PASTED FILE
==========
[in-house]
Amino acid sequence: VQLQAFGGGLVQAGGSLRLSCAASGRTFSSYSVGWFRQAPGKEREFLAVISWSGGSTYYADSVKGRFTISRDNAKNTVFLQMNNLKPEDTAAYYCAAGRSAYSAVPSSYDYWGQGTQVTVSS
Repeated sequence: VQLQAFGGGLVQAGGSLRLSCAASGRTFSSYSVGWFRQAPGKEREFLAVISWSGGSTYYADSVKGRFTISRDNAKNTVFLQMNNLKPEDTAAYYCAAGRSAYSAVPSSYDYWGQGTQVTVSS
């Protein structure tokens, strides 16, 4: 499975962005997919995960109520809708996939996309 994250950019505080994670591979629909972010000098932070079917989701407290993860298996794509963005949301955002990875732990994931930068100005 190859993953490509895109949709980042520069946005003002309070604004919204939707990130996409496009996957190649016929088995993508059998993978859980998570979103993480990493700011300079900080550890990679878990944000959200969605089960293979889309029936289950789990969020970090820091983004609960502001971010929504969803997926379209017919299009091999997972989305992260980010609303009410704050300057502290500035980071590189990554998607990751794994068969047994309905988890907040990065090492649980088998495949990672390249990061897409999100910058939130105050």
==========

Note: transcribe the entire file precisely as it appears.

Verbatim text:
[in-house]
Amino acid sequence: VQLQAFGGGLVQAGGSLRLSCAASGRTFSSYSVGWFRQAPGKEREFLAVISWSGGSTYYADSVKGRFTISRDNAKNTVFLQMNNLKPEDTAAYYCAAGRSAYSAVPSSYDYWGQGTQVTVSS
Repeated sequence: VQLQAFGGGLVQAGGSLRLSCAASGRTFSSYSVGWFRQAPGKEREFLAVISWSGGSTYYADSVKGRFTISRDNAKNTVFLQMNNLKPEDTAAYYCAAGRSAYSAVPSSYDYWGQGTQVTVSS
């Protein structure tokens, strides 16, 4: 499975962005997919995960109520809708996939996309 994250950019505080994670591979629909972010000098932070079917989701407290993860298996794509963005949301955002990875732990994931930068100005 190859993953490509895109949709980042520069946005003002309070604004919204939707990130996409496009996957190649016929088995993508059998993978859980998570979103993480990493700011300079900080550890990679878990944000959200969605089960293979889309029936289950789990969020970090820091983004609960502001971010929504969803997926379209017919299009091999997972989305992260980010609303009410704050300057502290500035980071590189990554998607990751794994068969047994309905988890907040990065090492649980088998495949990672390249990061897409999100910058939130105050």